It began in a circle. She was sitting among other girls, twirling a lock of hair. Her long fingers were coming around a beam of hair, curly and yellowish. She is wondering whose beam of hair is that. It can’t be hers, she is right over here, from this side of the eyes. Than again, she is the Persephone and this magic beam of hair could easily belong to a goddess.
She must return to her mother. Leaving the circle and smoky rooms of the temple, there was a lot of steps to the sea. She is not walking, but floating among mortal people and gods, looking at her with curiosity and smile. The sea foam embraced her dress. Fabric got wet and she unleashes her body to the sea, smiling, happy in her pride and beauty. A true goddess.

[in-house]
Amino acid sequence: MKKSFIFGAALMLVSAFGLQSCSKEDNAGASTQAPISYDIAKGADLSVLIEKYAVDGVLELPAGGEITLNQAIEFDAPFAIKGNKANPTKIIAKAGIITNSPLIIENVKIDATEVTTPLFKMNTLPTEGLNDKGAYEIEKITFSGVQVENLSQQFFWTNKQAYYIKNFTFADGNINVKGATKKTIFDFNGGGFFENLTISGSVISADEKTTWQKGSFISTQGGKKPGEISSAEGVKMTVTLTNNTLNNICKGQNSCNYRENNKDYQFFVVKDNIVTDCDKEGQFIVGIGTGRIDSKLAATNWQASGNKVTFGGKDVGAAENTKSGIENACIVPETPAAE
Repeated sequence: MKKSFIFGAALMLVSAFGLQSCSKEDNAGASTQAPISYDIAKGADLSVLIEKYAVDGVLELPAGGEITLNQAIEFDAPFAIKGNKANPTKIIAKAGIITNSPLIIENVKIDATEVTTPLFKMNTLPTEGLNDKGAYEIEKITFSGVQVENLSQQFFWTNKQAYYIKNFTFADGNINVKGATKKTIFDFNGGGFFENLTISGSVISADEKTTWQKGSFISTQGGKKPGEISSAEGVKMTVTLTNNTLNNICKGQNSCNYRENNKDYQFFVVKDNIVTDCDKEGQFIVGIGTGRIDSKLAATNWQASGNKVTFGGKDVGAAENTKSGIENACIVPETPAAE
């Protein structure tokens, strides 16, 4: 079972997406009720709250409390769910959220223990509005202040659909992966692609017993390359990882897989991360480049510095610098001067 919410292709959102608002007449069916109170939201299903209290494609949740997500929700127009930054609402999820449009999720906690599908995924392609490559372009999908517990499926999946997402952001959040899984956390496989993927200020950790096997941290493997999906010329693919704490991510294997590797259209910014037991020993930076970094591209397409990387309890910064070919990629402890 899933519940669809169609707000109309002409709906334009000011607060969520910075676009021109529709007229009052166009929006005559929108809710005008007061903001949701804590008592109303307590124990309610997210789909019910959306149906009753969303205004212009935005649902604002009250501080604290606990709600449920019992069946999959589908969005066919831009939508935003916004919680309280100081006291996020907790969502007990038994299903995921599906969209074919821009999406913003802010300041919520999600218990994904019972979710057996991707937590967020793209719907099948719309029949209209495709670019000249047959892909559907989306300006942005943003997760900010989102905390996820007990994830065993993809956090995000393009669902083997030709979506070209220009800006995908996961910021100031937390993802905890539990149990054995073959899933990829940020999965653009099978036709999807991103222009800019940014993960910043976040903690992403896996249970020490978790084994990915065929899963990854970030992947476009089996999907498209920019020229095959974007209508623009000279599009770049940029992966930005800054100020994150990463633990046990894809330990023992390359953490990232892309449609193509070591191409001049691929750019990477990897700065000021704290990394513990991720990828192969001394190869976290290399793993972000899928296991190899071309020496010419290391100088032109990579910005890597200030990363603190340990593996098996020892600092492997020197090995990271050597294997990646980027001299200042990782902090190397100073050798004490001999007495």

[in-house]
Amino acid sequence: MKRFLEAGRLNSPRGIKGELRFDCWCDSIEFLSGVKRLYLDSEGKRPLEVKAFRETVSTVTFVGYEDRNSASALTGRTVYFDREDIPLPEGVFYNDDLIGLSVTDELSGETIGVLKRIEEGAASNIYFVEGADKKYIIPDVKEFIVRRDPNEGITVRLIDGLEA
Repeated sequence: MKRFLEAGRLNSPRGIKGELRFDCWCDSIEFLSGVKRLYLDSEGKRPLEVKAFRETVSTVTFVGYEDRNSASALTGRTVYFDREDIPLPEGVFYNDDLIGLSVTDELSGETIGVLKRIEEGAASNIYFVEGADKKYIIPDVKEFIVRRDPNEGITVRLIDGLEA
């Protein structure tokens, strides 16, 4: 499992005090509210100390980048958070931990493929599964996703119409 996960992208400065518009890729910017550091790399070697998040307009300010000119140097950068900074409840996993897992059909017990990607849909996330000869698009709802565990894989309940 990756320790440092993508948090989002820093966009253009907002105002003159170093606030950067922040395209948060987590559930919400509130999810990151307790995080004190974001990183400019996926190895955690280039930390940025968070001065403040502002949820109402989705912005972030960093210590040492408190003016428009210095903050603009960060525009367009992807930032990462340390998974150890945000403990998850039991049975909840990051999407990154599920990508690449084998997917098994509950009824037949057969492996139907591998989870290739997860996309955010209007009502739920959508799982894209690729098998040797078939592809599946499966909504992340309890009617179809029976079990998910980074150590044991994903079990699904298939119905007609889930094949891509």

“Phryne”, someone called her name. Magic was gone and her long beams of curly hair playfully moved as she turned around and smiled. She was no longer the Persephone, she knew that, but it was also wonderful being a Phryne, free spirit in a society where slavery and violence were ruling lives of much stronger, but not hers. She dived into the water and found a shell so beautiful that it will become her throne in a painting made by Apelles. It was an iconic representations of Aphrodite, now lost, but described in Pliny’s Natural History. Persephone or Aphrodite, it was all the same to Phryne.